Telstra has used its annual general meeting to offer stern and lengthy criticism of NBN Co, claiming the network builder-and-owner is a policy and competition failure.
Speaking at the telco’s annual general meeting for shareholders this morning, chairman John Mullen began by criticising the initial creation of NBN Co, saying competition in the private sector between the likes of Telstra, Optus and TPG would have led to 100MB broadband networks at no cost to the taxpayer.
“Governments could then have decided how much subsidy they were willing to provide the industry to extend this coverage to regional and rural areas where private sector economics were unattractive. This would have been at a fraction of the cost of today’s NBN,” said Mullen.
“Instead, however, in the NBN we have created a state-owned monopoly that is going to cost the country more than $50 billion.”
Mullen also defended accusations that NBN’s wholesale prices are so high because of payments the network owner makes to Telstra for infrastructure access.
“In fact, as the industry well knows, exactly the opposite is true. These payments to Telstra have actually helped keep the cost of the NBN down.”
Mullen moved on to slam NBN’s decision to sell directly to enterprise customers, claiming the company has exceeded its remit.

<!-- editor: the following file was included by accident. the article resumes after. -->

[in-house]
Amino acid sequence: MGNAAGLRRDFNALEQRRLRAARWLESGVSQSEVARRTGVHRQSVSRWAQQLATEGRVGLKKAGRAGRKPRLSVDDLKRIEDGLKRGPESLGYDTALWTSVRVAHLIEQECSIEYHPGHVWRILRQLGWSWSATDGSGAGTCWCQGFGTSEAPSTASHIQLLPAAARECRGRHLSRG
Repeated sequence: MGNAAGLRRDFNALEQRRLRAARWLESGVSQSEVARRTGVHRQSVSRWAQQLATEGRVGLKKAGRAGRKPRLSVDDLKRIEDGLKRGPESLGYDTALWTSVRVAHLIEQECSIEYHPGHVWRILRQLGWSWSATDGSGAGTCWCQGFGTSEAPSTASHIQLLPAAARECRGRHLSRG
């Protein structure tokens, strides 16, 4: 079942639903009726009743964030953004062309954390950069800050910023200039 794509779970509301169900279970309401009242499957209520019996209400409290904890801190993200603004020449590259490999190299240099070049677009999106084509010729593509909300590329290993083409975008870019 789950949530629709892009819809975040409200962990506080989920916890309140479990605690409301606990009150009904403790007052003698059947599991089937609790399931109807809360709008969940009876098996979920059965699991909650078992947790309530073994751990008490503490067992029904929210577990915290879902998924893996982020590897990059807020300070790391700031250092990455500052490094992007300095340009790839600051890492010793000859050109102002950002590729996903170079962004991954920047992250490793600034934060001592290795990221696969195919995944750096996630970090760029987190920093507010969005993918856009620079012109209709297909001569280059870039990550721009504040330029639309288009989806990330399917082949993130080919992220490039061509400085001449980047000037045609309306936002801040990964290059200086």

“The original mandate for the NBN was that the NBN would be a wholesale provider only and would not favour or discriminate between retail services providers, or RSPs. It certainly wasn’t envisaged that NBN Co would negotiate contracts directly with customers and encourage them to seek special deals from certain RSPs.”
“That, however, is what we are seeing today. Instead of remaining a wholesaler, the NBN is now going outside this mandate and is targeting our customers directly.”
NBN Co has also messed up its wholesale role, as revealed in last week's ACCC warning for giving Macquarie Telecom commercial information ahead of its competitors.
Mullen also brought up that RSPs cannot sell to the NBN’s own market due to regulations that prevent them from investing in their own fixed line infrastructure, calling it a “waste of collective resources” to delay investment in infrastructure that would benefit consumers.
“We understand that maximising the financial return of the NBN is important. However, for the NBN to be allowed to move outside its mandate to achieve this but reciprocal competition from RSPs remains restricted, seems inequitable,” said Mullen.
He also argued that wholesale broadband prices in Australia would “fall materially” if NBN Co was opened to competition, noting that Telstra charged $20 per user per month when it was Australia’s regulated wholesale provider, compared to the $44 charge by NBN Co.
“Clearly losing money is unsustainable for all the 180 odd RSPs out there and is why we have seen some companies already starting to withdraw from reselling the NBN.”
“In addition, these economics are leading many companies to invest in 5G fixed wireless and other technological solutions to allow them to offer competitive broadband without using the NBN, which just makes the situation worse.”
Telstra estimates it will be $3 billion worse off due to the roll out of the NBN, though around 50 percent of that has already been absorbed.
The carrier Telstra also faces a possible shareholder revolt for the second year in a row, with union members rallying to vote down the company’s remuneration report for its executives. If 25 percent of shareholders or more reject the remuneration scheme, it would lead to a “second strike,” which could cause a spill of Telstra’s executive board.